Weath"er (?), n. [OE. weder, AS. weder; akin to OS. wedar, OFries. weder, D. weder, weer, G. wetter, OHG. wetar, Icel. ve&edh;r, Dan. veir, Sw. vader wind, air, weather, and perhaps to OSlav. vedro fair weather; or perhaps to Lith. vetra storm, Russ. vieter', vietr', wind, and E. wind. Cf. Wither.]
The state of the air or atmosphere with respect to heat or cold, wetness or dryness, calm or storm, clearness or cloudiness, or any other meteorological phenomena; meteorological condition of the atmosphere; as, warm weather; cold weather; wet weather; dry weather, etc.
Not amiss to cool a man's stomach this hot weather.
Fair weather cometh out of the north.
Job xxxvii. 22.
Vicissitude of season; meteorological change; alternation of the state of the air.
What gusts of weather from that gathering cloud
My thoughts presage!
A light rain; a shower.
Stress of weather, violent winds; force of tempests. -- To make fair weather, to flatter; to give flattering representations. [R.] -- To make good, ∨ bad, weather Naut., to endure a gale well or ill; -- said of a vessel. Shak. -- Under the weather, ill; also, financially embarrassed. [Colloq. U. S.] Bartlett. -- Weather box. Same as Weather house, below. Thackeray. -- Weather breeder, a fine day which is supposed to presage foul weather. -- Weather bureau, a popular name for the signal service. See Signal service, under Signal, a. [U.S.] -- Weather cloth Naut., a long piece of canvas of tarpaulin used to preserve the hammocks from injury by the weather when stowed in the nettings. -- Weather door. Mining See Trapdoor, 2. -- Weather gall. Same as Water gall, 2. [Prov. Eng.] Halliwell. -- Weather house, a mechanical contrivance in the form of a house, which indicates changes in atmospheric conditions by the appearance or retirement of toy images.
Peace to the artist whose ingenious thought
Devised the weather house, that useful toy!
-- Weather molding, or Weather moulding Arch., a canopy or cornice over a door or a window, to throw off the rain. -- Weather of a windmill sail, the obliquity of the sail, or the angle which it makes with its plane of revolution. -- Weather report, a daily report of meteorological observations, and of probable changes in the weather; esp., one published by government authority. -- Weather spy, a stargazer; one who foretells the weather. [R.] Donne. -- Weather strip Arch., a strip of wood, rubber, or other material, applied to an outer door or window so as to cover the joint made by it with the sill, casings, or threshold, in order to exclude rain, snow, cold air, etc.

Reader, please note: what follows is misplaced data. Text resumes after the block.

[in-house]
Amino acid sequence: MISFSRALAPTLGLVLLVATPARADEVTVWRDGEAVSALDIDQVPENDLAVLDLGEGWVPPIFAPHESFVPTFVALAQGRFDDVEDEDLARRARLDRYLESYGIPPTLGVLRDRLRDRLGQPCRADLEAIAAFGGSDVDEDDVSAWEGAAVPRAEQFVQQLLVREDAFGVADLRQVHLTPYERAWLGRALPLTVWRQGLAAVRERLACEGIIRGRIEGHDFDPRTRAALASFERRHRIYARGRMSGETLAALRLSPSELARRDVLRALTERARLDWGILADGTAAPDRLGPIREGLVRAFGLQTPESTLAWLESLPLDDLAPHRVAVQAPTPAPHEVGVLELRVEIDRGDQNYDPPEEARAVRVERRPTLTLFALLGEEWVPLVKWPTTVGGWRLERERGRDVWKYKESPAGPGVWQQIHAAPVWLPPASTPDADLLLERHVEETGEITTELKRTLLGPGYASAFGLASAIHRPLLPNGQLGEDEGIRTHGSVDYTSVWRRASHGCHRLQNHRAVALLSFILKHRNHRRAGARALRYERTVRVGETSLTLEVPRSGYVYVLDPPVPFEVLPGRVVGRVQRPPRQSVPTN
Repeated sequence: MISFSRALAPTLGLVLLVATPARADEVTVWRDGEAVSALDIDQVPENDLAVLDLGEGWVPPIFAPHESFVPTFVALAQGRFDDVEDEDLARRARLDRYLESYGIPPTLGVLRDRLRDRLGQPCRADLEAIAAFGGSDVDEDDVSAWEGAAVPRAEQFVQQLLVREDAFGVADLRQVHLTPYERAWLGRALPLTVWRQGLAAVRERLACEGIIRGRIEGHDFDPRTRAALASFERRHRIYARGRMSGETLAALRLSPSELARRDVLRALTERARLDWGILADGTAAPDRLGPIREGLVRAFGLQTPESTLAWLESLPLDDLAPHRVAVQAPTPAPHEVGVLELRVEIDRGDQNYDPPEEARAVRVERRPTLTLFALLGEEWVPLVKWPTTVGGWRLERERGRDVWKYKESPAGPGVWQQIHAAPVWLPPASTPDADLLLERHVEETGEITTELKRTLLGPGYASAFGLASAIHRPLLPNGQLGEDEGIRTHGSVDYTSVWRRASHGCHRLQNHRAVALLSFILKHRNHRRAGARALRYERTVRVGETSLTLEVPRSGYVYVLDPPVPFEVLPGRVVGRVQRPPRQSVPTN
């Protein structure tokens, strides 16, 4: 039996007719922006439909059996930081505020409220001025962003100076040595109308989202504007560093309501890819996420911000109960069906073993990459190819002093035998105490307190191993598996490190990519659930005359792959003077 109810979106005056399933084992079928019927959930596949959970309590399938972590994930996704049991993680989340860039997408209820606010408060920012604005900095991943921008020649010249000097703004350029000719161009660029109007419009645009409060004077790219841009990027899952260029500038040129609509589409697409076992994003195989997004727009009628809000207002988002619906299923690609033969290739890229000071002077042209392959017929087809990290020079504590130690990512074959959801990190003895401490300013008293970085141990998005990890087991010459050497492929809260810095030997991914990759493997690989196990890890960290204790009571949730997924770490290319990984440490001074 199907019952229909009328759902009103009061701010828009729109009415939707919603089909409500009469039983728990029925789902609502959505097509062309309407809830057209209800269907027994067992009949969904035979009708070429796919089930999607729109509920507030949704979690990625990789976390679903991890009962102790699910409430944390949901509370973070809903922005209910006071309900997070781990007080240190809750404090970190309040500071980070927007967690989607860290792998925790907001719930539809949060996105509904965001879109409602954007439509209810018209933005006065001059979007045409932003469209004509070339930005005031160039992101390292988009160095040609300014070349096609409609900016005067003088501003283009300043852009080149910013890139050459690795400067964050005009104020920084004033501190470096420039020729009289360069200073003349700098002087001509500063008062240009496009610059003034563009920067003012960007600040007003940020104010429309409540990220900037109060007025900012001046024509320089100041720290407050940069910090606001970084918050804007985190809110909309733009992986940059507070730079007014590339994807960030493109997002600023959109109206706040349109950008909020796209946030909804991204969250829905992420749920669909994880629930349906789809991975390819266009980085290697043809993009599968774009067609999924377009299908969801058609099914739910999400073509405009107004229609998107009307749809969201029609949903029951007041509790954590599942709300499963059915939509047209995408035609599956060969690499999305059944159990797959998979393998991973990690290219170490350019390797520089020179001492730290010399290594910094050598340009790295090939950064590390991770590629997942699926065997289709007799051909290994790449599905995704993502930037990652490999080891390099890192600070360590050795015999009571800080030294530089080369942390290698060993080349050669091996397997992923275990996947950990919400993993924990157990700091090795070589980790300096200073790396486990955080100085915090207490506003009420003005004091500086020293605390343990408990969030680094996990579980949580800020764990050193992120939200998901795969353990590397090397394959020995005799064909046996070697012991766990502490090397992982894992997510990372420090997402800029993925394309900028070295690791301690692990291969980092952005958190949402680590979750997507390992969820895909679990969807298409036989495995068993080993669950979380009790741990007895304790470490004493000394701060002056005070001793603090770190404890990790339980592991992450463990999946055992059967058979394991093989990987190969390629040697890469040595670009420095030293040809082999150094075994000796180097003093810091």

© Webster 1913.
Weath"er (?), v. t. [imp. & p. p. Weathered (?); p. pr. & vb. n. Weathering.]
To expose to the air; to air; to season by exposure to air.
[An eagle] soaring through his wide empire of the air
To weather his broad sails.
This gear lacks weathering.
Hence, to sustain the trying effect of; to bear up against and overcome; to sustain; to endure; to resist; as, to weather the storm.
For I can weather the roughest gale.
You will weather the difficulties yet.
F. W. Robertson.
To sail or pass to the windward of; as, to weather a cape; to weather another ship.
To place (a hawk) unhooded in the open air.
To weather a point. (a) Naut. To pass a point of land, leaving it on the lee side. (b) Hence, to gain or accomplish anything against opposition. -- To weather out, to encounter successfully, though with difficulty; as, to weather out a storm.
© Webster 1913.
Weath"er, v. i.
To undergo or endure the action of the atmosphere; to suffer meteorological influences; sometimes, to wear away, or alter, under atmospheric influences; to suffer waste by weather.
The organisms . . . seem indestructible, while the hard matrix in which they are imbedded has weathered from around them.
© Webster 1913.
Weath"er, a. Naut.
Being toward the wind, or windward -- opposed to lee; as, weather bow, weather braces, weather gauge, weather lifts, weather quarter, weather shrouds, etc.
Weather gauge. (a) Naut. The position of a ship to the windward of another. (b) Fig.: A position of advantage or superiority; advantage in position.
To veer, and tack, and steer a cause
Against the weather gauge of laws.
-- Weather helm Naut., a tendency on the part of a sailing vessel to come up into the wind, rendering it necessary to put the helm up, that is, toward the weather side. -- Weather shore Naut., the shore to the windward of a ship. Totten. -- Weather tide Naut., the tide which sets against the lee side of a ship, impelling her to the windward. Mar. Dict.
© Webster 1913.